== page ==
Chelsey Tucker graduated with a Bachelor of History degree from Metropolitan State University in 2019. She now writes about insurance with her specialty being life insurance and has been quoted on Help Smart Phone and MEL Magazine.

Full Bio →

Written by

Dan Walker graduated with a BS in Administrative Management in 2005 and has been working in his family’s insurance agency, FCI Agency, for 15 years. He is licensed as an agent to write property and casualty insurance, including home, auto, umbrella, and dwelling fire insurance. He’s also been featured on sites like Reviews.com.

Full Bio →

Reviewed by Daniel Walker
Licensed Auto Insurance Agent

UPDATED: Mar 22, 2021

Advertiser Disclosure

It’s all about you. We want to help you make the right coverage choices.

Advertiser Disclosure: We strive to help you make confident insurance decisions. Comparison shopping should be easy. We are not affiliated with any one insurance provider and cannot guarantee quotes from any single provider.

Our insurance industry partnerships don’t influence our content. Our opinions are our own. To compare quotes from many different insurance providers please enter your ZIP code above to use the free quote tool. The more quotes you compare, the more chances to save.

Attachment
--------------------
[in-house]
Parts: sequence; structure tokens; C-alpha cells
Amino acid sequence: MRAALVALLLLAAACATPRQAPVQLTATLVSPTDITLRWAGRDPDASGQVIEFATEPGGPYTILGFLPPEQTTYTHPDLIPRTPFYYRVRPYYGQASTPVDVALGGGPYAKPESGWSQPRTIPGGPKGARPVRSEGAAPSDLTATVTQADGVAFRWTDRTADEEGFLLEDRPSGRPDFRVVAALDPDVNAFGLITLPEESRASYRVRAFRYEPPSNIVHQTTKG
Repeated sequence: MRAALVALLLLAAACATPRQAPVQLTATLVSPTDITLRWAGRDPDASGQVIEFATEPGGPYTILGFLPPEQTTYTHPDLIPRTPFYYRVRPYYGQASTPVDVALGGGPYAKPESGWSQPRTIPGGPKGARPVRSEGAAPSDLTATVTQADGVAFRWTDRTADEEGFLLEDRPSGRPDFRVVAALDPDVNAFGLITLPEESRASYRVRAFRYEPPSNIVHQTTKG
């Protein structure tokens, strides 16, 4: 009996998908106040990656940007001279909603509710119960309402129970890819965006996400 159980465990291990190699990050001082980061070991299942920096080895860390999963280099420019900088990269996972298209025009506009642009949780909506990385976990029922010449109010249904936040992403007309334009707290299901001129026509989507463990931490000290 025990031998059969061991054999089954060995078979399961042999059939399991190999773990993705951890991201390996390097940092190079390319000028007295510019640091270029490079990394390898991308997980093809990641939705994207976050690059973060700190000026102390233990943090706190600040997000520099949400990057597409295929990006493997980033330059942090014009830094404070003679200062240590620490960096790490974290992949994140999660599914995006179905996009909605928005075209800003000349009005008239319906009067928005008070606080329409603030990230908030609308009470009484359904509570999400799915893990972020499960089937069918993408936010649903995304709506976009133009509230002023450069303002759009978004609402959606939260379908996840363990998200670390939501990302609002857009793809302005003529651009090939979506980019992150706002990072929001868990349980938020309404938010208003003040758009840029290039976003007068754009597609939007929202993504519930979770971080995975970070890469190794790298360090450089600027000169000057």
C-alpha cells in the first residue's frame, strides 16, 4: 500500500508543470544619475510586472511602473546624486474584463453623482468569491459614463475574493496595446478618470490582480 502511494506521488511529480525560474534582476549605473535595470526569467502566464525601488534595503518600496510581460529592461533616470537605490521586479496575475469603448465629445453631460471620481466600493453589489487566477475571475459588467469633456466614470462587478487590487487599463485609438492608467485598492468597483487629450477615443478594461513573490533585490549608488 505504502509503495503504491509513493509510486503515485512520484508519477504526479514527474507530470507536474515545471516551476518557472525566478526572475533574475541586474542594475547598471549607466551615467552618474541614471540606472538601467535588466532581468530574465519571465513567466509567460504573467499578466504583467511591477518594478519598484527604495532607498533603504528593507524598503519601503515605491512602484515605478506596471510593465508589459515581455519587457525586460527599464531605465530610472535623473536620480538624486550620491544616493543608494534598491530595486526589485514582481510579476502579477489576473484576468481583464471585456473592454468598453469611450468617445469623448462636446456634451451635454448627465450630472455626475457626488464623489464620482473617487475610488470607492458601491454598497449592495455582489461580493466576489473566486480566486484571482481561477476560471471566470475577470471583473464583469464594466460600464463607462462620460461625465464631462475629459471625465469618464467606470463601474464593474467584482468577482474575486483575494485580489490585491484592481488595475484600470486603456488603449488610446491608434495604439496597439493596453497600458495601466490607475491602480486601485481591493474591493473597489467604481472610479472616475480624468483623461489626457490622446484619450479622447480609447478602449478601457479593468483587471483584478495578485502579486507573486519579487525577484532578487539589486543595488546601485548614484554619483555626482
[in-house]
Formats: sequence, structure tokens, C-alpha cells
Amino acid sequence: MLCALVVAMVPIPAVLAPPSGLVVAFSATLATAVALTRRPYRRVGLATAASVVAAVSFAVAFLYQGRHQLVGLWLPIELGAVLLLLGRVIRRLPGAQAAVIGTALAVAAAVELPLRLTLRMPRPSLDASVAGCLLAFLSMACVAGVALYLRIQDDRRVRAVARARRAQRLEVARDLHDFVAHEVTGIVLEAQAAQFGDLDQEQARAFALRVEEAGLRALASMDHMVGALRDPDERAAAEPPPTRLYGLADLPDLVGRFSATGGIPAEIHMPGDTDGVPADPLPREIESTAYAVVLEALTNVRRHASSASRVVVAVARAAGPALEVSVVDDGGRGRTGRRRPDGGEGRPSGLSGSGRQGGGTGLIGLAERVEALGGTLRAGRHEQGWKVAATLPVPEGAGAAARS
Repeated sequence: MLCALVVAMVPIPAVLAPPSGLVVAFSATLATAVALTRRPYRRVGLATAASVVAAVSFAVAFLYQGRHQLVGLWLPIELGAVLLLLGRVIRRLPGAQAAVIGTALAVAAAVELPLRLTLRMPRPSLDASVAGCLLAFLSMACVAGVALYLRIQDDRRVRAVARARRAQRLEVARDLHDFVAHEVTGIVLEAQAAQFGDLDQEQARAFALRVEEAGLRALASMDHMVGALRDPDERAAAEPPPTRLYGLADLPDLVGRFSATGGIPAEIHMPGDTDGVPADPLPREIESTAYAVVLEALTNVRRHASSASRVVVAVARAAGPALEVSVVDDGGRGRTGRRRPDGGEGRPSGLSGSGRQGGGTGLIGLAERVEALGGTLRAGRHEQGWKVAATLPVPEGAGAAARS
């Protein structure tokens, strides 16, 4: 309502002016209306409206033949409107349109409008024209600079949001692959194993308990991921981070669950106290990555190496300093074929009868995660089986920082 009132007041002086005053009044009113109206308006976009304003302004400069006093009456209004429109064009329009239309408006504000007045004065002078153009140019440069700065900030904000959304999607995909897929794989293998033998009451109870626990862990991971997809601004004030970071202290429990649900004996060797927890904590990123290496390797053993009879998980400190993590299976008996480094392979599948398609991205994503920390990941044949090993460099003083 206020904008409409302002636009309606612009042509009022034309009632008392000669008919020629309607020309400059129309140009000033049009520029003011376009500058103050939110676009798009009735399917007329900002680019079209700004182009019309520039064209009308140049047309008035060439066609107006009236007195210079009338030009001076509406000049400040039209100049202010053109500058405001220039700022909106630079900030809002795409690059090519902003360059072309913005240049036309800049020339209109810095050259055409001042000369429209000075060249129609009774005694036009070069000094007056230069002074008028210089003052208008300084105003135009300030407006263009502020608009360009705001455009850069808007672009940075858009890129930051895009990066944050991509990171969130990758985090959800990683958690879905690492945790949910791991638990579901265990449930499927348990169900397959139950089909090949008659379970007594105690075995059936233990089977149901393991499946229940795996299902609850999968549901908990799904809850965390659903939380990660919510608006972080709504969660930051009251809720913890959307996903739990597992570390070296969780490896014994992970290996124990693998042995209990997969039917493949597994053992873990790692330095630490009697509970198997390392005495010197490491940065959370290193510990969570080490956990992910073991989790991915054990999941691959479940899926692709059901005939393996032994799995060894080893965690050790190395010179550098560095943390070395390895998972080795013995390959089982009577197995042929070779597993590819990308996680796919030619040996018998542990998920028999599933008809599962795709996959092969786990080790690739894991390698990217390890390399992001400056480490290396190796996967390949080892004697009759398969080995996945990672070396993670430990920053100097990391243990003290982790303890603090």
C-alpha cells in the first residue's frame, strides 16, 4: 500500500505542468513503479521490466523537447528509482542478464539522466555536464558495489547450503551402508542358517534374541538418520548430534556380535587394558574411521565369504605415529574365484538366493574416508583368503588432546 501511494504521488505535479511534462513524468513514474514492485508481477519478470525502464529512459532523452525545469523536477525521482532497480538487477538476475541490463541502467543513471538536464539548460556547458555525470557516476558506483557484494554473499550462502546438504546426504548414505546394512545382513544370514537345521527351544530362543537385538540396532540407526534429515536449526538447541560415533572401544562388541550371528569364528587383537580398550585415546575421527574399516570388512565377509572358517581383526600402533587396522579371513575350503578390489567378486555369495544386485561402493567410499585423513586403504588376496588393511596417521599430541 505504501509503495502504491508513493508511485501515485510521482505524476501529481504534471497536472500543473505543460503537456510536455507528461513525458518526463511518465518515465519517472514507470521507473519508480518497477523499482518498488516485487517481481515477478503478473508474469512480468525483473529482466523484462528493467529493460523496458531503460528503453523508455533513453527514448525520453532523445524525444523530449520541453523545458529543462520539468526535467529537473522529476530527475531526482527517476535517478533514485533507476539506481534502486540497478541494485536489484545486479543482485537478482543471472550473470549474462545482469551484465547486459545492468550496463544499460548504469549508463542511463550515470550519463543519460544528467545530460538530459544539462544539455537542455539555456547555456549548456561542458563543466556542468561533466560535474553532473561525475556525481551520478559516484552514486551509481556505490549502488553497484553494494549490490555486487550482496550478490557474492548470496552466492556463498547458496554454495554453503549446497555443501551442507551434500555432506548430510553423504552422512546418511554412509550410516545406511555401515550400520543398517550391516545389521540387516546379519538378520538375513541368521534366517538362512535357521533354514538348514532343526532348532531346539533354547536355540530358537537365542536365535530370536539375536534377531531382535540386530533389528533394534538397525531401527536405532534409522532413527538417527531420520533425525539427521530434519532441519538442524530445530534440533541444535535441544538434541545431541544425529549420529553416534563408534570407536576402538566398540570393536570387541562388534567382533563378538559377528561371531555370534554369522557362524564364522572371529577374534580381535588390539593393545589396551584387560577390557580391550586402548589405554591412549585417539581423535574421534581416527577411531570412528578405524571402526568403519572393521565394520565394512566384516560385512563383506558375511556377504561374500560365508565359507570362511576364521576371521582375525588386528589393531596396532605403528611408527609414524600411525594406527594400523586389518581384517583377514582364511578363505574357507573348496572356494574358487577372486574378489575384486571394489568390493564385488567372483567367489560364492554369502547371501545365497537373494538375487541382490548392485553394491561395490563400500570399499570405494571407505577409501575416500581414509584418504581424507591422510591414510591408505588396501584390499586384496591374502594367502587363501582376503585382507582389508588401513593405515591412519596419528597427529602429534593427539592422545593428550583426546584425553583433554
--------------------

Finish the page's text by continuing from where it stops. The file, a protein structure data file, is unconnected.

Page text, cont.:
Editorial Guidelines: We are a free online resource for anyone interested in learning more about auto insurance. Our goal is to be an objective, third-party resource for everything auto insurance related. We update our site regularly, and all content is reviewed by auto insurance experts.

Use our Body Mass Index calculator to calculate your health, check out our rankings table for all states, and see our obesity interactive graphics to find out where your state stands.

The Lowdown

  • West Virginia is the fattest state with a 37.7 obesity prevalence percentage
  • The eight worst states in America for obesity are in the South
  • 80 percent of Americans don’t get enough exercise according to the CDC
  • The average American eats 57 more pounds of meat than in the 1950s

“You are what you eat.” . . . So, what are you?

Americans are notorious for their fast-food consumption ― studies show on average, such food makes up over 11 percent of the American diet. This article is about a ranking of the 10 states with the highest obesity rates.

Today, the average American eats a shocking 195 pounds of meat each year. That’s 57 more pounds of meat than what Americans ate annually back in the 1950s.

Just one food group isn’t to blame. The consumption of added fats in our country has increased by over 60 percent since the 1950s, and grain consumption has increased by 45 percent since the 1970s.